In an attempt to utilize the best sites for providing strong signals, mobile phone Network Operators are increasingly approaching schools and owners of blocks of high-rise flats for permission to erect transmission masts a few feet high on their roofs. Dr. David Carpenter, the former Executive Secretary of the New York Power Lines Project, now employed as the Dean of the State of New York School of Public Health, is outraged by this practice:
"In my view it is totally irresponsible to position a cellular antenna near a site where children spend significant periods of time. While I am not saying that the association between these exposures and childhood cancer is proven beyond any shadow of a doubt, I do see evidence to be suggestive."
A major problem, as ever, is the clear clash of interest between the corporate media and the reporting of business-unfriendly news. In a rare departure from the mendacious norm, Richard Ingrams of the Observer noted last December that, "Looking at the advertisements in the Christmas pages of the newspapers, you get the impression that the only things that will be given as presents this year are mobile phones – different varieties of which are displayed on almost every page."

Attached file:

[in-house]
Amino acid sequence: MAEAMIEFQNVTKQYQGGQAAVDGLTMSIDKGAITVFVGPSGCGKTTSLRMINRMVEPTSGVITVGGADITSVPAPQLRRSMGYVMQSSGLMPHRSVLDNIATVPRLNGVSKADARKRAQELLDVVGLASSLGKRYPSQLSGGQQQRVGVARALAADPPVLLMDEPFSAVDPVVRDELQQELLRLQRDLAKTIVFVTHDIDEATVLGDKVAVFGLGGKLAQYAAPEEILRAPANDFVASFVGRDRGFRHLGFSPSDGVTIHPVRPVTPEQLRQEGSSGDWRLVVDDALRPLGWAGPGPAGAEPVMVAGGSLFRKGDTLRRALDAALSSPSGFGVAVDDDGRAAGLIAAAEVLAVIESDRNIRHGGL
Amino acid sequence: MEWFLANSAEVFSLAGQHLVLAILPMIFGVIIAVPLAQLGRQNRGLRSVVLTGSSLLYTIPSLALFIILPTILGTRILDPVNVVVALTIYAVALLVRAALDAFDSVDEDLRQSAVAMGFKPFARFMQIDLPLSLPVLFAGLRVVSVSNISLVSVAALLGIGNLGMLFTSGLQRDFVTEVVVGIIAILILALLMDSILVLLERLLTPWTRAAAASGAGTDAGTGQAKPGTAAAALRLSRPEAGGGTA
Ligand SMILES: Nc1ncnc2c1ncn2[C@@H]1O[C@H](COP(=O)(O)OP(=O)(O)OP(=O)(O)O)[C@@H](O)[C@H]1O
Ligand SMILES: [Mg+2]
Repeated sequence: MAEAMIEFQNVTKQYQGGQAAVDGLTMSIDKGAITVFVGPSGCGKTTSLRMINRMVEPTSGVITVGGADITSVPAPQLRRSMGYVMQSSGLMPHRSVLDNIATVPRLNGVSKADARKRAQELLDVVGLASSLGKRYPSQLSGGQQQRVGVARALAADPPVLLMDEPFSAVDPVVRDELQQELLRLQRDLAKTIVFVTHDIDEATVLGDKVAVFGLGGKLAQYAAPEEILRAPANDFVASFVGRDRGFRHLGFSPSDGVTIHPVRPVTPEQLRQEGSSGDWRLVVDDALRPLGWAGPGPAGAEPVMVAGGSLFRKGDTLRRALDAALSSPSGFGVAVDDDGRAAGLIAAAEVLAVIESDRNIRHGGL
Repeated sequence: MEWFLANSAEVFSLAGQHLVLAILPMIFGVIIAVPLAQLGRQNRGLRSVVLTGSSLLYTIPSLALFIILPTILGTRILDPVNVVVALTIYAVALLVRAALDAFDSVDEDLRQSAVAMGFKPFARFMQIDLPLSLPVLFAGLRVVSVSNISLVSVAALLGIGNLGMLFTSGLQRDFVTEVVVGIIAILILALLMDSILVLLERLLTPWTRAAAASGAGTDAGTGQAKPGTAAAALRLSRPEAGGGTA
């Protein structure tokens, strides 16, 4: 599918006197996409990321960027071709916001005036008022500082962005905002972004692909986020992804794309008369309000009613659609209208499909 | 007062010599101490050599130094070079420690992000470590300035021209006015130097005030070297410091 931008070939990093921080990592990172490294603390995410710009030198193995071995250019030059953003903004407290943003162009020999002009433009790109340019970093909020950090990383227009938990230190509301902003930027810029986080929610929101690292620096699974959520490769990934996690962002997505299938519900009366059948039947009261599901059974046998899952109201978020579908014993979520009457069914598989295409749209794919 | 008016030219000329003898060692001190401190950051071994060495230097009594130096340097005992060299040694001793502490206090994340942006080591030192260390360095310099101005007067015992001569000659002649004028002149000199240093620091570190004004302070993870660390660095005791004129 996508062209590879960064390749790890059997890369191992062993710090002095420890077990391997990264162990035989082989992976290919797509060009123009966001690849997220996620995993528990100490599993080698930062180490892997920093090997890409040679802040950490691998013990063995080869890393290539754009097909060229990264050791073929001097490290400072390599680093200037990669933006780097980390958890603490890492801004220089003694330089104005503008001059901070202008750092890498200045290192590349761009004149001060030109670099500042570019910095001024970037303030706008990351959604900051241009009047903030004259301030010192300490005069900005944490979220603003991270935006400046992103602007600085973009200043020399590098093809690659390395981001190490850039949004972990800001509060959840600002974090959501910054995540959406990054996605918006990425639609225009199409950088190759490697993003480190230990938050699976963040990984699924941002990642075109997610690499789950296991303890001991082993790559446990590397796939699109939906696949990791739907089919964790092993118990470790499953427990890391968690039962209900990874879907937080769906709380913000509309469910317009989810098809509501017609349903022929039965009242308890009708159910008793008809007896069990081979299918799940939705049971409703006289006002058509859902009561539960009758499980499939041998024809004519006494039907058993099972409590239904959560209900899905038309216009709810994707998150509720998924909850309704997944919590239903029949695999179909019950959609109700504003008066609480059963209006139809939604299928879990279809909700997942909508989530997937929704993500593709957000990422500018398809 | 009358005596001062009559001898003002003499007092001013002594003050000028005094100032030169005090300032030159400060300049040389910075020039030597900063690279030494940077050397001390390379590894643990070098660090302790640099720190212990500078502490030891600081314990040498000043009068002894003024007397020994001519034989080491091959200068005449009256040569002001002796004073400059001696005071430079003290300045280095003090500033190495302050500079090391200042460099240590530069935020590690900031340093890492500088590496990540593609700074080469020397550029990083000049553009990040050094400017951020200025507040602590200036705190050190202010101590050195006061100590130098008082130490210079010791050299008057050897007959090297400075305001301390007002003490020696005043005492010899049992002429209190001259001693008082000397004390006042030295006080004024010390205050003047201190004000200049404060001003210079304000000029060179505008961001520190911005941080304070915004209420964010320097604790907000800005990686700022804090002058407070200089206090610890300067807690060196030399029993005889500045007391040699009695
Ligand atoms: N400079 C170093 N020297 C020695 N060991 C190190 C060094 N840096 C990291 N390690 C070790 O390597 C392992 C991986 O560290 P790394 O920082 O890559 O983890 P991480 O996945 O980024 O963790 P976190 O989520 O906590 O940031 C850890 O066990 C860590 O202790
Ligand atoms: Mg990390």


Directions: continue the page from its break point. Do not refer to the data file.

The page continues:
The conflict of interest, Ingrams noted, is not difficult to discern:
"When the newspapers are obviously doing so well out of all this advertising, it is not so surprising that they tend not to give much coverage to the growing evidence that mobile phones are not only anti-social but extremely dangerous."